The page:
Egypt is at the heart of the mediation effort between Hamas and Israel over a truce. Israeli officials have converged on Egypt and met with security officials under Morsi, who had long refused to even use the name of Israel in public.
In a sign of the fine line the Brotherhood is treading, Amr Darag, a senior party member in charge of foreign relations, told the Foreign Policy Blog that if the offensive continued, the Egyptian government may consider opening the Rafah crossing permanently, ‘‘to facilitate support coming from any destination to Gaza.’’
Other officials fear such an open border would leave Egypt responsible for any future attack on Israel.
Highlighting the pressure on Morsi, ultraconservative leaders in Egypt’s Sinai desert, which borders Gaza, have been pushing for him to take a more aggressive stance toward Israel. Morsi’s party relies on electoral alliances with some of those leaders, who also play a role in keeping a lid on militancy inside Sinai.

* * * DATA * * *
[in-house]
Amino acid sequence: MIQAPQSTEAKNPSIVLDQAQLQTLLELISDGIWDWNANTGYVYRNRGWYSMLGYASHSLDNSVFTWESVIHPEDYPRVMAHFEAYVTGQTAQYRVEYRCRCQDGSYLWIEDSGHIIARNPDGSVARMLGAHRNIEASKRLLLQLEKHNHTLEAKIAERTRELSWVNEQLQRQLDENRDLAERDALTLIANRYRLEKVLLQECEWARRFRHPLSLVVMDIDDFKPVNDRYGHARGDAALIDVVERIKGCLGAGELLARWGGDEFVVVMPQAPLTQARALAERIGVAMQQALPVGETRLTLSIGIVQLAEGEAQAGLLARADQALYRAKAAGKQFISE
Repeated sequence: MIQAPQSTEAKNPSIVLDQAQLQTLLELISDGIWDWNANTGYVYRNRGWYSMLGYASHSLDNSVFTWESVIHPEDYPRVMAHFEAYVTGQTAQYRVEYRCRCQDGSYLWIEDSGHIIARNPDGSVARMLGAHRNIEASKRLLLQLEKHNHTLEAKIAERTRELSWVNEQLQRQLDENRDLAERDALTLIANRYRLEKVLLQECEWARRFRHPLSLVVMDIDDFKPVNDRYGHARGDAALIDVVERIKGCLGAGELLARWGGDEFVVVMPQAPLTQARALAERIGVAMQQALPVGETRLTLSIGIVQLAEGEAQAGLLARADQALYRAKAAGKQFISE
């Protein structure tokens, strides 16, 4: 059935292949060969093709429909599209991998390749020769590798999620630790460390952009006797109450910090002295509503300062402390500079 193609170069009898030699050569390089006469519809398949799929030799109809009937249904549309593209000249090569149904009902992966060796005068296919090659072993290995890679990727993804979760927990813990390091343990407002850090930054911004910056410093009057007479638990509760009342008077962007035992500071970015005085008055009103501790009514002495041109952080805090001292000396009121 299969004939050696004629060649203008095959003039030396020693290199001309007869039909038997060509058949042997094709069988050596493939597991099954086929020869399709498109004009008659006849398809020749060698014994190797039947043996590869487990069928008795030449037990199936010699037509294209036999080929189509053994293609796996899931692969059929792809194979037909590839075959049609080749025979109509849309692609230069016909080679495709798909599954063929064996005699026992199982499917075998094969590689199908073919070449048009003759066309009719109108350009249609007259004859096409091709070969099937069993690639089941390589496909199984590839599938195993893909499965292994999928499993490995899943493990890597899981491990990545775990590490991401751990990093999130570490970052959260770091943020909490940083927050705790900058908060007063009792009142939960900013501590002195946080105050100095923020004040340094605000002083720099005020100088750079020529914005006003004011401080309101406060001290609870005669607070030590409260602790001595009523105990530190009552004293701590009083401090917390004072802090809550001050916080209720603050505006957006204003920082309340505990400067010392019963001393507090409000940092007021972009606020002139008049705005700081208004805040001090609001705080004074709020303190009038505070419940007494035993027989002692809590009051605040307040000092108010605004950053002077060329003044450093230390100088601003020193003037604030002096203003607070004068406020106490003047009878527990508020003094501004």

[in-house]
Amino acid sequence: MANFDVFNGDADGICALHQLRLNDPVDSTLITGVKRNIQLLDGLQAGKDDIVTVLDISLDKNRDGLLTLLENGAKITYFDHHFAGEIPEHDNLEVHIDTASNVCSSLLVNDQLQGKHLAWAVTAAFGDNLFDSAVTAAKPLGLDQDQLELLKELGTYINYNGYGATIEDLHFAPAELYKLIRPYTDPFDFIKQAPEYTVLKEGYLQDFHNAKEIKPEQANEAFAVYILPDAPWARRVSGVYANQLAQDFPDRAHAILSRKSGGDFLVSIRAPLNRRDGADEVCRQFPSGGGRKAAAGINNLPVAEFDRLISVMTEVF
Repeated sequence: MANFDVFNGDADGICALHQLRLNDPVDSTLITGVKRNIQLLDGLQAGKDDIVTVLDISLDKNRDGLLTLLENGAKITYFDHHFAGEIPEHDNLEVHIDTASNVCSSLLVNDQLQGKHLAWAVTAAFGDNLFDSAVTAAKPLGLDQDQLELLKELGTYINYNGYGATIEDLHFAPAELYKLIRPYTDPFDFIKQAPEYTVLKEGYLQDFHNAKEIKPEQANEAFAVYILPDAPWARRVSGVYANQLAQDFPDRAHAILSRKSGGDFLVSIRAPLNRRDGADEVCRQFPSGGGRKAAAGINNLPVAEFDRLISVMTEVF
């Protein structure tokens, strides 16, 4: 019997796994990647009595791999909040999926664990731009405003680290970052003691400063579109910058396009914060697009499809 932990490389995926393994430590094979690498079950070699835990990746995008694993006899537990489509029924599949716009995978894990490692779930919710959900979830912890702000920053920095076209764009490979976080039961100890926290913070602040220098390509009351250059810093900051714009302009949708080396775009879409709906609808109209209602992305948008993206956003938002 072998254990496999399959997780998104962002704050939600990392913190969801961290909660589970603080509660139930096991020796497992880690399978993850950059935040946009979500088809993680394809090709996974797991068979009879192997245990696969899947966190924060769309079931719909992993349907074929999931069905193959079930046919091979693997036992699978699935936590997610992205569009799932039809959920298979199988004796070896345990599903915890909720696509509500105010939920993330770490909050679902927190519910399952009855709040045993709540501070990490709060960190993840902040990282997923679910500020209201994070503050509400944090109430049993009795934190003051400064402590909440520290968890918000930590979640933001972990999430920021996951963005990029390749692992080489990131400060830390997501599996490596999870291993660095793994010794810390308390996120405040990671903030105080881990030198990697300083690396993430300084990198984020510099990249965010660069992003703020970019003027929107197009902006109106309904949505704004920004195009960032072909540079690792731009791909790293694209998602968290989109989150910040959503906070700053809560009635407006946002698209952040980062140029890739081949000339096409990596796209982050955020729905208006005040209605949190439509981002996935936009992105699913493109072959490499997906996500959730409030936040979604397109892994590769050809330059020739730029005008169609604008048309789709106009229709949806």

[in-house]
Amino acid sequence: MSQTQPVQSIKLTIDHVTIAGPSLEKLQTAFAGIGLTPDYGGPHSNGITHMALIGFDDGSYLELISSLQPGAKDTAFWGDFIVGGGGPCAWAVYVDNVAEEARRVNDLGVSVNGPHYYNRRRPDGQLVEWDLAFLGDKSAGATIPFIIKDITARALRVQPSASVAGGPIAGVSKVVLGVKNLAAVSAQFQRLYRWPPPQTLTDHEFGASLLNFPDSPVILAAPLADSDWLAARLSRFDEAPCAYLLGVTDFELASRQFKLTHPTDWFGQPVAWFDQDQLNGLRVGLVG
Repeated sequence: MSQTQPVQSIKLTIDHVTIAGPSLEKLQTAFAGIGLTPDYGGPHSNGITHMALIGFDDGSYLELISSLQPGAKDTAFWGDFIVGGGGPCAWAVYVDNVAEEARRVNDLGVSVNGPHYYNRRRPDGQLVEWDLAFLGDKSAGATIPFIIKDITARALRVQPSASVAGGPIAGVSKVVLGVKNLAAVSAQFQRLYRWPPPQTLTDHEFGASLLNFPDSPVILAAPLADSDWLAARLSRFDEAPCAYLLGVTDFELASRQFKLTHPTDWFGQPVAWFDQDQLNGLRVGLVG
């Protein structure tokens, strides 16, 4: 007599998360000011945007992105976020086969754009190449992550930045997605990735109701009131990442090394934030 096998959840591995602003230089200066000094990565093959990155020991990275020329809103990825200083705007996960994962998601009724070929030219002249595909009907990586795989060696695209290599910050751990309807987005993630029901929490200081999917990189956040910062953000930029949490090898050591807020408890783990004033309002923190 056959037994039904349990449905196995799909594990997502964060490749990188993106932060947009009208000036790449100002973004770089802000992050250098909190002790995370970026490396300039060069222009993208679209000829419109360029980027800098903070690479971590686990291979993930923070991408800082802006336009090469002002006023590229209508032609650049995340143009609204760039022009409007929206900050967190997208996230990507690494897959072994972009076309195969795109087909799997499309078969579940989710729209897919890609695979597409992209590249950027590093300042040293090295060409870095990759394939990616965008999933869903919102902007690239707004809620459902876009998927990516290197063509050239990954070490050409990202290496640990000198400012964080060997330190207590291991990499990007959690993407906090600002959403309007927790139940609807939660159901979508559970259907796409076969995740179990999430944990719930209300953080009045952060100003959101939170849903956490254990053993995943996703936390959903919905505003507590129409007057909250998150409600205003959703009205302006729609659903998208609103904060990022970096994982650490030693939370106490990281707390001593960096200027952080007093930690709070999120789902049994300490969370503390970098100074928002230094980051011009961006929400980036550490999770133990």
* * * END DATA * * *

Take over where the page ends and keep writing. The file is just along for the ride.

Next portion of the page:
‘‘We don’t care for the peace treaty (with Israel),’’ Sheik Marei Arar, a Salafi leader in Sinai, told The Associated Press. ‘‘We are seeking to unify the ranks of Muslims.’’
Hossam Sweilam, a retired army general, blamed the Brotherhood for the deteriorating security in Sinai, adding that the Egyptian military has been ‘‘paralyzed’’ in its efforts to chase extremists because of the Islamist alliance.
Associated Press writer Maggie Michael in Cairo contributed to this report.
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